How important is it to graduate from an accredited nursing school?
I'm trying to get into the RN program at my local community college in California (all my prereqs are done, just waiting for a spot in the impacted program) and I just learned it's not accredited by any of the nursing school accrediting agencies. It's got a pretty high NCLEX pass rate and everyone says it's a good program, but should I be concerned about the lack of accreditation? Will that be a problem when I look for jobs after graduation? Advice from RNs would be greatly appreciated. Thank you!
I've spent 4 years trying to do all the prereqs (the classes were all full) and I didn't even know about accreditation till now. I wish I had known before, I would have made sure to go to an accredited program in the first place! :( Is accreditation so important that I should take a few more years to switch to a different program?
- CoachTLv 710 years agoFavorite Answer
You're looking at two different types of accreditation here. There's institutional accreditation and programmatic accreditation.
A school that is regionally accredited as an institution IS "accredited" and that's the essential part. If your community college is a public school, it's most likely accredited by the Western Association of Schools and Colleges - that's what's important.
Next, in order for you to sit for the state RN license, it must be approved by your state for that purpose. If your school has a high NCLEX pass rate then it's approved by the state. Your state has some of the highest standards for getting nurse training approved in the country.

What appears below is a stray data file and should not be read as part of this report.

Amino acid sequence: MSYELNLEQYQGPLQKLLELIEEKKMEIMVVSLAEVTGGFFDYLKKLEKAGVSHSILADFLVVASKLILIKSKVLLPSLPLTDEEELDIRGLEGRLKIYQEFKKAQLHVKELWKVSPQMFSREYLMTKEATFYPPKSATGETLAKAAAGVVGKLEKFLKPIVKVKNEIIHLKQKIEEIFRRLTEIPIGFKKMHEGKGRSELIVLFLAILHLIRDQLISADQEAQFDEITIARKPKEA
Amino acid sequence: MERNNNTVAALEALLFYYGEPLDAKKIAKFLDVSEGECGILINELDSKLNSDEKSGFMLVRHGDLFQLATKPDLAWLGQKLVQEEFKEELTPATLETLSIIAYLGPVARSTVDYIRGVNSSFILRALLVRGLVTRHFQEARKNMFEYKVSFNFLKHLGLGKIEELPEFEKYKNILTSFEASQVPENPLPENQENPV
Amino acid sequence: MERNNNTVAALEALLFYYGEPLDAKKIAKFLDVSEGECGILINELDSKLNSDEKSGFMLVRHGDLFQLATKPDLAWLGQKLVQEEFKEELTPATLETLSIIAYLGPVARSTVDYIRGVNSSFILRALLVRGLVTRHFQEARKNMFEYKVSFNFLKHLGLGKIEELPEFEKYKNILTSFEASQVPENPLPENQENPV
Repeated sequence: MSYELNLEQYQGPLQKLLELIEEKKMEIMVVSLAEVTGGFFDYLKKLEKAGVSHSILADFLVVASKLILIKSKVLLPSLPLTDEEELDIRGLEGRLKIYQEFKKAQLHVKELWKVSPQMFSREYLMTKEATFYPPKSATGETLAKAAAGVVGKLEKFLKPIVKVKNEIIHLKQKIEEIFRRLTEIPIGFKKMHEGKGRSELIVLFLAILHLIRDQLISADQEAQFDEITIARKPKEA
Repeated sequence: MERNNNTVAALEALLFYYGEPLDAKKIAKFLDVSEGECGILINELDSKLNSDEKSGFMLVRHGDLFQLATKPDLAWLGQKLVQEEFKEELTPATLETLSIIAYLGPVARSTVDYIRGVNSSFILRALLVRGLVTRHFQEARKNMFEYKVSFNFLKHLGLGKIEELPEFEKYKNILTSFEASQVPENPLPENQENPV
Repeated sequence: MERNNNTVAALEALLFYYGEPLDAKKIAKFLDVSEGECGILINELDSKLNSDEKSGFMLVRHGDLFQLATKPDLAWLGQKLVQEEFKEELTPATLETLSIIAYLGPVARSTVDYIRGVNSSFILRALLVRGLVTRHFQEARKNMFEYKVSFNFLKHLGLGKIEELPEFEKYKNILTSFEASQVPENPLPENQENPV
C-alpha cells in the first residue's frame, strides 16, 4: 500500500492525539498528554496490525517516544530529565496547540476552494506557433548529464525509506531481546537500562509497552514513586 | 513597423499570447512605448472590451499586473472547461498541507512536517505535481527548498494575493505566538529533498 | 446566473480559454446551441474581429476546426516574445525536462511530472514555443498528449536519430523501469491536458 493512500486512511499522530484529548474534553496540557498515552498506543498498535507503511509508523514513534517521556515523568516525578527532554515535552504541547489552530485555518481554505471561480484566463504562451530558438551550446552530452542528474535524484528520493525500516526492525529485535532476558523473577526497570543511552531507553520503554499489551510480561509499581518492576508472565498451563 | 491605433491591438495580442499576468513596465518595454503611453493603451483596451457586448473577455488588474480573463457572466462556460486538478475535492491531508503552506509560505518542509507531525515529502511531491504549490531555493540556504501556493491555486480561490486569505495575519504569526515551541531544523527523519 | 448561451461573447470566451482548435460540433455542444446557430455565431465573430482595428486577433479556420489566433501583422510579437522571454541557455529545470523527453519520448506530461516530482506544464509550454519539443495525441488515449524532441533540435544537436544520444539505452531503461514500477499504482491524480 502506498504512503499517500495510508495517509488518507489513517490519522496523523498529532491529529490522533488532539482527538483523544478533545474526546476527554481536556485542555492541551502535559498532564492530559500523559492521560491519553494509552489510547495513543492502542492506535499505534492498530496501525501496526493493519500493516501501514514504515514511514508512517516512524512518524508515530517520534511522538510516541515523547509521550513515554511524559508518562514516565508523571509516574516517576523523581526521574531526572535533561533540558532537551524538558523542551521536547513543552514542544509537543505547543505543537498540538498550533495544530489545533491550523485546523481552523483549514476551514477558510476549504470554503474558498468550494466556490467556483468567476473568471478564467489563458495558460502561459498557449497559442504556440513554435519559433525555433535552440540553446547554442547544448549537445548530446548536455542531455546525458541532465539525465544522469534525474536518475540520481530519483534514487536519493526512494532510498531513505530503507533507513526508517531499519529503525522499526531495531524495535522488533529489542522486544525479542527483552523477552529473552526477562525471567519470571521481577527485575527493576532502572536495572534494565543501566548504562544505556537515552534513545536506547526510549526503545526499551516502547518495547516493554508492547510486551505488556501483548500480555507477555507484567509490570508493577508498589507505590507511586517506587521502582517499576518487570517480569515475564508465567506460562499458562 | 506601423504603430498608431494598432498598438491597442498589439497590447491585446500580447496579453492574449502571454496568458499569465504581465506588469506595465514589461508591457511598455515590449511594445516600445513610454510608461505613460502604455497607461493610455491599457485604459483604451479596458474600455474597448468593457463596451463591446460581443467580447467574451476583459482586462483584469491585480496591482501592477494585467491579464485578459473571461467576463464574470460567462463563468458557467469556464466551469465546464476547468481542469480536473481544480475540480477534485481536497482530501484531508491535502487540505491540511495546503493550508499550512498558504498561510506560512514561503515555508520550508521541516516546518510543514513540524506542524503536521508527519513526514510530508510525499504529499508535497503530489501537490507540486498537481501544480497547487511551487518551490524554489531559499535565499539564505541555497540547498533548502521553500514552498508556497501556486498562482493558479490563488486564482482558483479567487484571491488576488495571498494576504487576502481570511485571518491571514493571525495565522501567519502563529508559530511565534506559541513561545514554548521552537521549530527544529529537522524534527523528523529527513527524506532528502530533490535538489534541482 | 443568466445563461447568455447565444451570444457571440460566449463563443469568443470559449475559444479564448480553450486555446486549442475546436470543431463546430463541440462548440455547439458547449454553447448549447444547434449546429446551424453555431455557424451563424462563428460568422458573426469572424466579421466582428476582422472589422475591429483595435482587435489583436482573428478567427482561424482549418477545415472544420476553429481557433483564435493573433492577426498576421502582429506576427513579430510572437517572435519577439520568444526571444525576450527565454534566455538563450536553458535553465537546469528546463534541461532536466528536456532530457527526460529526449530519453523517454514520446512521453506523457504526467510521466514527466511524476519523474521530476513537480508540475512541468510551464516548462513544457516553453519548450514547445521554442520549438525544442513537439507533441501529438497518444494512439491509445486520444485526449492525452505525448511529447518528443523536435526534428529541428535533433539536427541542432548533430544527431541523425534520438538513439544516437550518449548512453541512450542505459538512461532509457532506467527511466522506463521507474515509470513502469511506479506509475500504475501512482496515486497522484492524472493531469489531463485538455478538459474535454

Then is program accreditation by one of the national organizations such as the National League for Nursing Accrediting Commission, Inc. (NLNAC) This is most important if you want to transfer credit to another school that is NLNAC accredited but isn't what decides approval by your state and isn't usually that important to employers. It might be an issue if you want to go from a bachelor's degree to a master's in nursing and it's important for your master's if you'd like to teach nursing.
As regulated professions go, nursing employers are predictable. They care most whether you have a license (RN) and then which degree preparation (ASN, BSN, MSN) you have. Then they look at your record (employment, criminal, and health). For some positions they want an additional certification and some of those certifications will prefer a degree from an NLNAC school - most have additional options.
When employers check the accreditation of your school they look here --> http://www.chea.org/search/default.asp this is the list of all accredited colleges and universities in the US recognized as "accredited" by the US Dept of Education. If the school is in this list, HR checks off the box for "accredited degree" - if your school isn't in this list, HR will probably trash your application. Check the list yourself and see what it says about your school.
- Anonymous10 years ago
I do not know about the field but if you do not graduate from an accredited school then it really hurts your chances at getting a job. Do you know many people that finished from that school and are in the field? I'd go to the career center in your school and sit down and discuss the situation with them. Ask them how many get placed in jobs. Ask there where they are going. Maybe the school has a partnership with locations that will accept their graduates.
- 10 years ago
I wouldn't wast my money on a school that wasn't accredited. That is just silly to me.